A decorated champion with a decorated personal life, Woods has secured his name among the greats since his career began as a professional golfer in 1996.
Woods made his triumphant return in 2022 to Augusta National Golf Course this past April to play in the Masters, one of Golf’s four annual Majors that are played out in career-making tournaments for both novice and seasoned pros.
Woods finished in 47th place during this year’s Masters, a disappointing result but an admirable feat given that during the tournament in 2021, Woods was in the hospital as a result of a horrific car crash sustaining multiple injuries.
Fans have been excited about Woods’ comeback tour to Majors golf but it looks like their dreams may have been temporarily suspended on Tuesday when Woods announced that he would not be playing in the 2022 US Open, the third of the four tournaments.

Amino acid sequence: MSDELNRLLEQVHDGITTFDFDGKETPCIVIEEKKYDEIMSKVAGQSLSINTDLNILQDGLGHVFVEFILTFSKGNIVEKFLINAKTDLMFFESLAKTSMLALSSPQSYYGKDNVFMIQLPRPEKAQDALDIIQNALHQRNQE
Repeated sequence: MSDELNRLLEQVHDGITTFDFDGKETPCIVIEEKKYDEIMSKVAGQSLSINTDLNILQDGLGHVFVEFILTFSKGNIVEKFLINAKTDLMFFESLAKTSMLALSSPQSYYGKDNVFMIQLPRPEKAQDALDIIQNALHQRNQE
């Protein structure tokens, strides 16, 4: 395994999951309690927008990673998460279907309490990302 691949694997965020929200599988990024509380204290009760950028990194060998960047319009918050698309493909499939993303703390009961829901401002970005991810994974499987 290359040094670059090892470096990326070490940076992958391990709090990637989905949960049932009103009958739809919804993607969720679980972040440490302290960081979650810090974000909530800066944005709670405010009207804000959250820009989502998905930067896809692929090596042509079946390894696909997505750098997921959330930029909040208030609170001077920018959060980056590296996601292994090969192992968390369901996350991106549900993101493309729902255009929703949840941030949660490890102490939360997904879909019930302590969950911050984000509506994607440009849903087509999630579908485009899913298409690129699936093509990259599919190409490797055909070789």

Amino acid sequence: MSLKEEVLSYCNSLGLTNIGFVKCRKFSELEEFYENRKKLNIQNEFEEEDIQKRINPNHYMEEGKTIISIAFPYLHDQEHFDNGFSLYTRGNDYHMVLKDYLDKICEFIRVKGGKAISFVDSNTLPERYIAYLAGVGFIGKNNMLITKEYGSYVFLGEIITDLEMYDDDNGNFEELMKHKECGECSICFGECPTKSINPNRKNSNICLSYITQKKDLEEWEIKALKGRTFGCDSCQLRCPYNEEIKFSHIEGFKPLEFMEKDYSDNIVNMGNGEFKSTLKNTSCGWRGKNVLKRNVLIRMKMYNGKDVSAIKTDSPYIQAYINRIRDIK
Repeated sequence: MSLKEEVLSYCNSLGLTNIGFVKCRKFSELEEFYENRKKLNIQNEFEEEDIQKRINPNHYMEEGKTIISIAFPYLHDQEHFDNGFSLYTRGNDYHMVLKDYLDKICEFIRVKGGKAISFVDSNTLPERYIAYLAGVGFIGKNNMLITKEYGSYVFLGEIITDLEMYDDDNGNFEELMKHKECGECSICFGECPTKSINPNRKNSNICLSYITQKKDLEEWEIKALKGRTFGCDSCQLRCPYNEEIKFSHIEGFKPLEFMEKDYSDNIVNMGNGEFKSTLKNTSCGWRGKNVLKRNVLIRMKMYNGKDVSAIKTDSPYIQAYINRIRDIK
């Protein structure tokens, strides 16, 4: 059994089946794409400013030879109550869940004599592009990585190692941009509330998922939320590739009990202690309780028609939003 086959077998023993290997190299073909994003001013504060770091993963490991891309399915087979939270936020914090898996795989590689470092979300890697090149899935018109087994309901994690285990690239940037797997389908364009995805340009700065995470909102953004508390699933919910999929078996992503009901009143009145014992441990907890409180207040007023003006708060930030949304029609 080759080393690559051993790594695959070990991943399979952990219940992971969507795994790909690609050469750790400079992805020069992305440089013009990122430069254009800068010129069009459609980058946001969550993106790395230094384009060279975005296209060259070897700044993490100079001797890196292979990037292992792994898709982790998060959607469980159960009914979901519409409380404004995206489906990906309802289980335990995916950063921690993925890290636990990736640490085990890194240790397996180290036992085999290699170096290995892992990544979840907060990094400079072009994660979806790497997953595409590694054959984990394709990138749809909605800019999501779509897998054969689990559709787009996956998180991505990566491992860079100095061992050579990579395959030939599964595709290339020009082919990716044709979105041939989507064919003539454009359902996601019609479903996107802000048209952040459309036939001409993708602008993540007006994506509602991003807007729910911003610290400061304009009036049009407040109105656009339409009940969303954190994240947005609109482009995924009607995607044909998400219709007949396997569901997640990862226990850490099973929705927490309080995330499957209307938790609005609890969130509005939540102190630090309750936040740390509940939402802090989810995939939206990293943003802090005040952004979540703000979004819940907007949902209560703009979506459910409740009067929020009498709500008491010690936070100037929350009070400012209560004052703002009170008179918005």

“My body needs more time to get stronger for major championship golf,” the athlete told fans on Twitter, noting that he does plan to play in Ireland‘s JP McManus Pro-Am and The Open at St. Andrew’s, both set to take place in July. “I’m excited to get back out there soon!”
Is Tiger Woods a Billionaire?
Woods’ has had an extremely lucrative career over the past 26 years, earning millions from endorsements and tournament wins to other side projects that have put him at high-standing when it comes to high-earning athletes.
In fact, Woods was the highest-paid athlete in the world, per Forbes, for a whopping decade straight, from 2002 to 2012.
He’s made a reported $1.7 billion since his career began, and today Tiger Woods’ net worth is an estimated $800 million.
Woods has won over 15 Major tournaments and 81 PGA Tours as well as boasting the lowest scoring average of any professional golfer of all time.
It’s estimated that more than 90% of Woods’ total earnings come from endorsement and sponsorship deals with major athletic brands, notably Nike, Gatorade (which was worth $100 million split over a five year period) and Gillette, which reportedly earned him $20 million per year.
So whether Woods swings his club at this year’s U.S. Open or not, missing the tournament is unlikely to affect his bank account.